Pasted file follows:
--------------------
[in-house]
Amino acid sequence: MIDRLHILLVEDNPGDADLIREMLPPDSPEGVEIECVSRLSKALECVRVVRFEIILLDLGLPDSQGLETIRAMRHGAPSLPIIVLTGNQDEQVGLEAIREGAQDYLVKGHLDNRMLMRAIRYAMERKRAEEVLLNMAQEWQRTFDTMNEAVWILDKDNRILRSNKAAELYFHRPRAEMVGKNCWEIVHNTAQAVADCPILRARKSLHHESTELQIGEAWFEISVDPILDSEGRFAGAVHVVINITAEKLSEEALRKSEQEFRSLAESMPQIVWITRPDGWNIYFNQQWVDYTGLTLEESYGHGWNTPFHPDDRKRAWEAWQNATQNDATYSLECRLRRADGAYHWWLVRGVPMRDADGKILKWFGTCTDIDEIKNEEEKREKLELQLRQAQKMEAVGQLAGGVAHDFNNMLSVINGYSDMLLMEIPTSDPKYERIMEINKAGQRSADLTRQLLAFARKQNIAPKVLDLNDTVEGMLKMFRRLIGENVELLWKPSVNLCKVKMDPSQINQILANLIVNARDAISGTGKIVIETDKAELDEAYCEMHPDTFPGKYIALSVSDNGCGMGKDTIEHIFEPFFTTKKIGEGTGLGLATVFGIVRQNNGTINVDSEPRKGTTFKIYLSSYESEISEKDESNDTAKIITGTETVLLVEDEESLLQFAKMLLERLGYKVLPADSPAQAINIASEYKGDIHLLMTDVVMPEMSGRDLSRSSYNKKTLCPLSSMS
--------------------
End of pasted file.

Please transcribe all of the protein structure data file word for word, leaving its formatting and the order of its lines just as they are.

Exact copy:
[in-house]
Amino acid sequence: MIDRLHILLVEDNPGDADLIREMLPPDSPEGVEIECVSRLSKALECVRVVRFEIILLDLGLPDSQGLETIRAMRHGAPSLPIIVLTGNQDEQVGLEAIREGAQDYLVKGHLDNRMLMRAIRYAMERKRAEEVLLNMAQEWQRTFDTMNEAVWILDKDNRILRSNKAAELYFHRPRAEMVGKNCWEIVHNTAQAVADCPILRARKSLHHESTELQIGEAWFEISVDPILDSEGRFAGAVHVVINITAEKLSEEALRKSEQEFRSLAESMPQIVWITRPDGWNIYFNQQWVDYTGLTLEESYGHGWNTPFHPDDRKRAWEAWQNATQNDATYSLECRLRRADGAYHWWLVRGVPMRDADGKILKWFGTCTDIDEIKNEEEKREKLELQLRQAQKMEAVGQLAGGVAHDFNNMLSVINGYSDMLLMEIPTSDPKYERIMEINKAGQRSADLTRQLLAFARKQNIAPKVLDLNDTVEGMLKMFRRLIGENVELLWKPSVNLCKVKMDPSQINQILANLIVNARDAISGTGKIVIETDKAELDEAYCEMHPDTFPGKYIALSVSDNGCGMGKDTIEHIFEPFFTTKKIGEGTGLGLATVFGIVRQNNGTINVDSEPRKGTTFKIYLSSYESEISEKDESNDTAKIITGTETVLLVEDEESLLQFAKMLLERLGYKVLPADSPAQAINIASEYKGDIHLLMTDVVMPEMSGRDLSRSSYNKKTLCPLSSMS